The uneasy truce between those who paid top dollar for their bayfront condos and the 41 light-industrial or commercial businesses that occupy most of the neighborhood-was broken earlier this year when residents learned that Solomon and Zalman Fellig, brothers who own several properties there, were planning to introduce big-box stores on two of their parcels. One was The Home Depot and the other Whole Foods Market. The words “Home Depot” were a rallying cry for the area’s residents. It conjured the idea of an ugly and oversized building attracting hordes of South Florida buyers, as well as around-the-clock truck deliveries (the thus unsuccessful fight of Coconut Grove residents battling a Home Depot there is the subject of a documentary-Don’t Box Me In: A Coconut Grove Story-by Miami filmmaker Richard Fendelman).

“Home Depot should change its name to ‘I Love You’ or something like that,” says award-winning documentarian Fendelman. A self- described pacifist who lives a Zen lifestyle, Fendelman admits that The Home Depot’s effort to move in to Coconut Grove has made him an angry activist. “Maybe people just get too uptight when they hear the words ‘Home Depot’”

“This was an area that was neglected for a long time,” says former Miami Beach commissioner Nancy Liebman, who lives on nearby Belle Isle. “It is now in transition, gentrifying into a quirky, urban neighborhood. Unfortunately, people have learned to live with the towing companies and the rest of that. But big- box, destination stores, like Home Depot, will totally alter its character. The streets are narrow and access is difficult. The Felligs say it’s their property and they can do what they want, but actually the city has the right to determine what goes there.”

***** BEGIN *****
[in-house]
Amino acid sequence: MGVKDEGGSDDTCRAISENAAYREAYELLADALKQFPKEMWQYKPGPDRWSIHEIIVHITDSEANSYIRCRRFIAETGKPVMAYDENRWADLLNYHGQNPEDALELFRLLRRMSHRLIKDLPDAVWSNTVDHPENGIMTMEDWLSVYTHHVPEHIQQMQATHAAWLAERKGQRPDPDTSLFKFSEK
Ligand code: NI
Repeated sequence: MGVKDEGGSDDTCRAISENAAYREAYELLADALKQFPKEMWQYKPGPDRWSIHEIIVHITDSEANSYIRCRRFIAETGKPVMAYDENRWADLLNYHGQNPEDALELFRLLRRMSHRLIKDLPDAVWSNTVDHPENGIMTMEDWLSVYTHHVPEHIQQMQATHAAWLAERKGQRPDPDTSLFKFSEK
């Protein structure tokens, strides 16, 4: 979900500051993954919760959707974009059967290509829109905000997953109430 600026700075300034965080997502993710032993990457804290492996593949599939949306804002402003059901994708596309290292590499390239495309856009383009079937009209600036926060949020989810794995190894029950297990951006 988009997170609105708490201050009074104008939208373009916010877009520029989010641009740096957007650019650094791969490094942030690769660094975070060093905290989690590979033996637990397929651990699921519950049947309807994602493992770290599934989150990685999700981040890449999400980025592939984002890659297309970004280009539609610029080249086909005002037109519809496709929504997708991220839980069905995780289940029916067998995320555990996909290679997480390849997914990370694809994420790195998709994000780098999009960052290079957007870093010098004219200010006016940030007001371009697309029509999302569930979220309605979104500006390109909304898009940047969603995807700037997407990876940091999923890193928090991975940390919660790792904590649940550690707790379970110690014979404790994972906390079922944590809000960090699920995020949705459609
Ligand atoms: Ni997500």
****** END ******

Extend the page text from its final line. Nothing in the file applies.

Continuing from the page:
Liebman is right. In late 2005, Miami Beach officials approached the Felligs, offering to trade a city- owned lot on Bay Road, plus $4 million, for four Fellig-owned properties on West. But the Miami Beach City Commission aborted the swap after local residents flooded its chambers, fearing it would pave the way for an even bigger Home Depot. In February, the city suggested that the planning board adopt an ordinance giving it first say over projects larger than 50,000 square feet. The commission still has final say, with the city having veto power over big-box stores in Sunset Harbour.

“This is about chasing dollars and profits,” says Liebman, “not about enhancing the neighborhood.”

“That is completely wrong,” counters attorney Alex Angueira, a Steams Weaver partner representing the Felligs. Angueira, a former federal prosecutor, recently met with us for several hours to present his client’s case. “The neighborhood is not cute and sweet,” he says. “It has been light industrial for years. And the Felligs have been there for 20 years. They want to make it better, not ruin it.”

Angueira was persuasive in demonstrating that The Home Depot his clients want is as different in architecture and style as the one at One Beacon Court in Manhattan. A 40-foot-tall brown modern structure accented with substantial green landscaping, it would not look like any other store in the vast chain. “And we have gone out of our way, at great cost, to satisfy the concerns of the residents,” Angueira says. ‘The architects essentially internalized everything.”